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Mozilla Overlay Mechanics

The overlay system is quite simple. One XUL document is the master document. This document provides a starting point for the final content. Zero or more other XUL documents are overlays. Overlay content is merged into or added to the master document's content. This happens in memory when those documents are loaded, and has no effect on the original files.

An overlay document is a XUL document based on the <overlay> tag instead of the <window> tag. The overlay file has a .xul extension and is well-formed XML, but it isn't meant to be displayed alone. It's a piece of an XML document. Mozilla can display an overlay file by itself, but that's only useful for testing purposes.

The overlay system uses a single algorithm for merging content. That algorithm is based on the XUL id attribute and has a few minor variations. XUL's id attribute has the same role in XUL as the attribute of the same name in HTML—it uniquely defines a given tag. The merge algorithm matches ids from the overlay document into the master document. So both the XUL master and the XUL overlay can contain syntax that's part of the overlay system.

Let's look at a quick example of overlays at work. This example builds a final document that has three <label> tags, one for each color in a traffic light. (XUL's <label> tag is a little like an HTML <A> tag.)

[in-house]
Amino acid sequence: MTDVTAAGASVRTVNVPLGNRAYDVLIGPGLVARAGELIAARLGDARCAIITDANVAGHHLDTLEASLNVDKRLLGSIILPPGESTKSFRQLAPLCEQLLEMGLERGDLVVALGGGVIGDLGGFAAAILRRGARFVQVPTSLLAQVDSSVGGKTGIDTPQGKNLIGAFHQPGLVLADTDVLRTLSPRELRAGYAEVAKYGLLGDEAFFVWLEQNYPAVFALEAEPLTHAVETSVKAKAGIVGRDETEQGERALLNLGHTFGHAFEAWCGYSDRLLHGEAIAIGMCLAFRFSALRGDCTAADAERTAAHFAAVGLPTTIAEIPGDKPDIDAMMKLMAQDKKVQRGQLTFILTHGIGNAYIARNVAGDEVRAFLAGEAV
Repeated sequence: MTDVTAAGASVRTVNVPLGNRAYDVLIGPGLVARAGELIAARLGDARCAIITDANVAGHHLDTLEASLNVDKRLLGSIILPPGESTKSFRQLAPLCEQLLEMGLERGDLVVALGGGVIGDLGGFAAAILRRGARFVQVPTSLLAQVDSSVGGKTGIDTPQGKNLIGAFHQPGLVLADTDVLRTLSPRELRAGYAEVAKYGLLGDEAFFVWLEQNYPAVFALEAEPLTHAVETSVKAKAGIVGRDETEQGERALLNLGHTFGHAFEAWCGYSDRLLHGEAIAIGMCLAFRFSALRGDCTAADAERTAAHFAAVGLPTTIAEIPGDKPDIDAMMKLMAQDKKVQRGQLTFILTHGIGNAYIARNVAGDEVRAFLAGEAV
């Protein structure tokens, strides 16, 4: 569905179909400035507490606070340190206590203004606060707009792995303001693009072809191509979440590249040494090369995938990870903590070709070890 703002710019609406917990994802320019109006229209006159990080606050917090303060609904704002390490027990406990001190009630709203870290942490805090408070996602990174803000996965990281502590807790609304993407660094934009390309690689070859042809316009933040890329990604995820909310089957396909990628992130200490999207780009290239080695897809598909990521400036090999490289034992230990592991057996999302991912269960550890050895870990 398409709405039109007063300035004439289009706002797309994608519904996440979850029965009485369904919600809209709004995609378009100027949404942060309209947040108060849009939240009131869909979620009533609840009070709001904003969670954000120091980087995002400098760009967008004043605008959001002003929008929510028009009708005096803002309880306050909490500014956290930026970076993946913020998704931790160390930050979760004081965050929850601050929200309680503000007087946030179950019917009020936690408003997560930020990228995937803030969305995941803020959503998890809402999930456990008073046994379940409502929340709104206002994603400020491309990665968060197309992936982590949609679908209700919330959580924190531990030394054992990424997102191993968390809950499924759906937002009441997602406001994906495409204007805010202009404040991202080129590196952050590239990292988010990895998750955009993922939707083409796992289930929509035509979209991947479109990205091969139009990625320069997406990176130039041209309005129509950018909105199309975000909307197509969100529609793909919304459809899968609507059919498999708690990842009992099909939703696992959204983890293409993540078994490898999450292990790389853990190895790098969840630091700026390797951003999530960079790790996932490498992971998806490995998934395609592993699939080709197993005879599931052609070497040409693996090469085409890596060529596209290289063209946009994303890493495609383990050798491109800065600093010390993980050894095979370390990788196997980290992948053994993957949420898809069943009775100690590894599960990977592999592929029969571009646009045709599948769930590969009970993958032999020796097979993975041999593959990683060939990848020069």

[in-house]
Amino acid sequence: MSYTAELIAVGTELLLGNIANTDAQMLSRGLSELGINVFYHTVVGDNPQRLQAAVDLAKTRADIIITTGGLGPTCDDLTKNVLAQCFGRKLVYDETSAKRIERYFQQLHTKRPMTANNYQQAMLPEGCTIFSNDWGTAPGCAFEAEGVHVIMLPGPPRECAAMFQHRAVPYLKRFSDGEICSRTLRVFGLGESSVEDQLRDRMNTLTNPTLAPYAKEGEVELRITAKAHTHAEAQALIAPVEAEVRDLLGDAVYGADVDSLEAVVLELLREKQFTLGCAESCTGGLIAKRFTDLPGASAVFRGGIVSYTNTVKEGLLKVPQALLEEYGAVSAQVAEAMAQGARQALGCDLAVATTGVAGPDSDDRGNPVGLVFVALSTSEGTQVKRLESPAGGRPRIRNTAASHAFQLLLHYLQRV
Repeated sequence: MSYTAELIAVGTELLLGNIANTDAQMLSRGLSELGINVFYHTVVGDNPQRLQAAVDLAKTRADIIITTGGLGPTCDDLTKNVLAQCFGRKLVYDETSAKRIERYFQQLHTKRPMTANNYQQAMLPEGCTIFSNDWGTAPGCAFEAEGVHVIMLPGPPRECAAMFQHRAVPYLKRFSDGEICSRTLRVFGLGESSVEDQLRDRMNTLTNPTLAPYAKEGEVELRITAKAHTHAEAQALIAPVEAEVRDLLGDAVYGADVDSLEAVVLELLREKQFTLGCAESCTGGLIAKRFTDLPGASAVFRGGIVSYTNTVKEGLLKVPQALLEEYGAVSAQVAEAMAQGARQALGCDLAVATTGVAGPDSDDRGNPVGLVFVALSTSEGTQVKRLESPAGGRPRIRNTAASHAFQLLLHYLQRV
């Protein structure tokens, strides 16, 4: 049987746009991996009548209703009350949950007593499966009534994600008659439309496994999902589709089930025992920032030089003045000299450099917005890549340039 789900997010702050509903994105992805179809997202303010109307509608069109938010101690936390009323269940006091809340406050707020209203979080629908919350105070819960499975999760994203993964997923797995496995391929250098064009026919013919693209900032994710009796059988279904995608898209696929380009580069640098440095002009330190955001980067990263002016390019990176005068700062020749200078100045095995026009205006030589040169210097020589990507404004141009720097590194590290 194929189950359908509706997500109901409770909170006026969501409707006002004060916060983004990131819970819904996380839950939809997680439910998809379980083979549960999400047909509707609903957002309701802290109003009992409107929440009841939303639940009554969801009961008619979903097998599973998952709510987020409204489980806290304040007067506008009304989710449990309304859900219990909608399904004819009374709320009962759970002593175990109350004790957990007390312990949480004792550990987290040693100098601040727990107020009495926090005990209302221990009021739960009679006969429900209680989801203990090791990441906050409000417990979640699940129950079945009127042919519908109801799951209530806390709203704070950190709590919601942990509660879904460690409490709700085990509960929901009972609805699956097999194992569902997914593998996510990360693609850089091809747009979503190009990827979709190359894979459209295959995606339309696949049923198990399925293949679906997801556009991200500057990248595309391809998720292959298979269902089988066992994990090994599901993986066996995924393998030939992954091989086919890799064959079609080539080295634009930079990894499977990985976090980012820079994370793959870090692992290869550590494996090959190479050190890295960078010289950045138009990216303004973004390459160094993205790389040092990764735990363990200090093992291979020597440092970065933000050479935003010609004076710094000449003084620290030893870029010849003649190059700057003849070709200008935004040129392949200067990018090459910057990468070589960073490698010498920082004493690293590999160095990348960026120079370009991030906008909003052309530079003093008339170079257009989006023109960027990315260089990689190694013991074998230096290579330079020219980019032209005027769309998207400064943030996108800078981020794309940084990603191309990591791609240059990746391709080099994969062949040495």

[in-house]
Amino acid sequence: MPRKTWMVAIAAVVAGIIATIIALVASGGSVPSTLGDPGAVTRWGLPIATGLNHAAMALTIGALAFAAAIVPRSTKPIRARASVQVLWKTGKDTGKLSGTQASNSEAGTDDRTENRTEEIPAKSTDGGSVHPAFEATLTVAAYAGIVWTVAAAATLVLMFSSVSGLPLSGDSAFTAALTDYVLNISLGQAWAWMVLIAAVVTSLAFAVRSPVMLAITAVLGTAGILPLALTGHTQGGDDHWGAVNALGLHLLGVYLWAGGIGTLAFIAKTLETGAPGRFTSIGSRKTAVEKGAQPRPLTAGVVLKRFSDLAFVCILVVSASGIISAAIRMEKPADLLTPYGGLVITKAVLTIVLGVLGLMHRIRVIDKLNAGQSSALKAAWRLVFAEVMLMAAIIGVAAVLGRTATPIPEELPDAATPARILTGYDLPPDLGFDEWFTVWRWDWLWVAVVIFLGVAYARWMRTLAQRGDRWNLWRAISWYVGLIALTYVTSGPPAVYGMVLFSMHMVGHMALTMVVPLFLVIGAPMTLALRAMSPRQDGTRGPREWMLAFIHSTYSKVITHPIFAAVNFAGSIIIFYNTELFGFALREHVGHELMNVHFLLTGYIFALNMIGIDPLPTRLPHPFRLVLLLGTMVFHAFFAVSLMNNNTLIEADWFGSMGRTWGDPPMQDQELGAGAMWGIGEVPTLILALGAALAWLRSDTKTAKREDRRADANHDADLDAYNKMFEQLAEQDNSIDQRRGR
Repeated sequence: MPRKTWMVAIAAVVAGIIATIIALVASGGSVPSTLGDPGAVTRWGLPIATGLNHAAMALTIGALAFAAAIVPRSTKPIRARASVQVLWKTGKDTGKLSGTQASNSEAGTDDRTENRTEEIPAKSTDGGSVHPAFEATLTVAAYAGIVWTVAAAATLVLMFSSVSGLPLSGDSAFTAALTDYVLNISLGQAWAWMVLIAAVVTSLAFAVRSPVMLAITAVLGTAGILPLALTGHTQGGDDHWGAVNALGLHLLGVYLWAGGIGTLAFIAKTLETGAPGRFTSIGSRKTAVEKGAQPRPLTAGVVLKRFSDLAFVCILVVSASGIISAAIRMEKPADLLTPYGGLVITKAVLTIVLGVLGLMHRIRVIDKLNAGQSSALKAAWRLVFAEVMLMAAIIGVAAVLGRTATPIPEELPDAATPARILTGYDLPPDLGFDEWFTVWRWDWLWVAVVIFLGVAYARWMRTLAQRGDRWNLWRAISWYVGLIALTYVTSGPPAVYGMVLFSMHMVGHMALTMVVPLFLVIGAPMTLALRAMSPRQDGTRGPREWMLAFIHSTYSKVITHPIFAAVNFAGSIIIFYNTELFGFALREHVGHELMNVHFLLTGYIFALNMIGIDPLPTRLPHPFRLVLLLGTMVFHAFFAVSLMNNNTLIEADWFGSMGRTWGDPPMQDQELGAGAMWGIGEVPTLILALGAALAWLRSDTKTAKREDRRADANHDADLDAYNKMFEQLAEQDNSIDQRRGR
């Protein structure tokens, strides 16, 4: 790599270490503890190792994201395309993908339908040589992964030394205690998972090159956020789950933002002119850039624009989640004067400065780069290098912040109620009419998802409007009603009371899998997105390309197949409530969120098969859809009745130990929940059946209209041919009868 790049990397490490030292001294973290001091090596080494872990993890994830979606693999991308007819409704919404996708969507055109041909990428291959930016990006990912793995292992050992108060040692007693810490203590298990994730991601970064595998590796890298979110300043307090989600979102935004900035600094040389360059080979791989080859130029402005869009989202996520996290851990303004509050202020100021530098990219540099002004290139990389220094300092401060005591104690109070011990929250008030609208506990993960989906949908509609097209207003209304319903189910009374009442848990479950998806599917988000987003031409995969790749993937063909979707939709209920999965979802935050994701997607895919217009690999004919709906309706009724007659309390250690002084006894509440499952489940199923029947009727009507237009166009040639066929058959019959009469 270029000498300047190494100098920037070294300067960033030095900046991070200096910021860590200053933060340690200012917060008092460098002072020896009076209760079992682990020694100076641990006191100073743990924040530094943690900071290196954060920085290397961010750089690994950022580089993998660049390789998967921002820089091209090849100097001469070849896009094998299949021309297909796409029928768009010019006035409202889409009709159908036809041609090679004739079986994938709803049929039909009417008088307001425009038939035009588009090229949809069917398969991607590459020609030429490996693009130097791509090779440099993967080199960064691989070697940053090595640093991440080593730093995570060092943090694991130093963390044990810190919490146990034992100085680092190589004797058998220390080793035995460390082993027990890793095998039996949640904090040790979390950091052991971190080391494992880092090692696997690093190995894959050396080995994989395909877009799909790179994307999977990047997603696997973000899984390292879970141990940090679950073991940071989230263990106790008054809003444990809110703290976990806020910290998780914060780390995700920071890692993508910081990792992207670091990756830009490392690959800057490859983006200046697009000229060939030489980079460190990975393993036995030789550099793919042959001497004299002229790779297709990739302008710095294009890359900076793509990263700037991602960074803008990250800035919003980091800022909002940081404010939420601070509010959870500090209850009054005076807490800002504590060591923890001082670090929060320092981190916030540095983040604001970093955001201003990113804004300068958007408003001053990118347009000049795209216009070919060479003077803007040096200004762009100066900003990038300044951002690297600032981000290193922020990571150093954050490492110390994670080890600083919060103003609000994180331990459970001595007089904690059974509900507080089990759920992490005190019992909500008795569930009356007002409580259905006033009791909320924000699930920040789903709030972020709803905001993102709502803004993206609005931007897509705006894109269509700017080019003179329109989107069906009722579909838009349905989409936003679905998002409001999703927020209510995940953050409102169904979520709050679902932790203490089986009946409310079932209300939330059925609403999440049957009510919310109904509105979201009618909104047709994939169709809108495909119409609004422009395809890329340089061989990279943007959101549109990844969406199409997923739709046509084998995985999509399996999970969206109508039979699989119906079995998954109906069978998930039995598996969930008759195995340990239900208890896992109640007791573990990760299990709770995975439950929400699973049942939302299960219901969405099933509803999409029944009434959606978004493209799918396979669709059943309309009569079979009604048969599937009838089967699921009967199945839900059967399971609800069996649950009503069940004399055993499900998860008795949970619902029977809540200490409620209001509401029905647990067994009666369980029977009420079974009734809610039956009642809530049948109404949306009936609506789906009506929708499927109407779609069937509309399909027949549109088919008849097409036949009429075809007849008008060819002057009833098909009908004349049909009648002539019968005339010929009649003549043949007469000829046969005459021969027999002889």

NOTE

Irrelevant syntax has been removed for clarity in the following example.

Suppose the master XUL document looks like this:

<window>
 <box id="one"/>
 <box id="two">
  <label value="Amber"/>
 </box>
</window>

XUL's <box> tag acts much like HTML's <DIV> tag, so that's two boxes, one after the other, with the first one empty. Now, suppose you have these two overlay documents:

<overlay>
 <box id="one">
  <label="Red"/>
 </box>
 <box id="three">
  <label="Purple"/>
 </box>
</overlay>

<overlay>
 <box id="two">
  <label value="Green"/>
 </box>
</overlay>

Note that some values for the id attribute appear in both master and overlay documents. If these two overlays are merged into the master, this is the final document:

How does this work? If an id attribute in the master document matches an id attribute in an overlay document, the child tags of that id are copied from the overlay to the master. They're added into the content of the master under that id, if any. If no id match is found (the Purple case, for example), nothing is added to the master.

Except for some processing detail, that's all the overlay system does. It's quite a simple and neat system.

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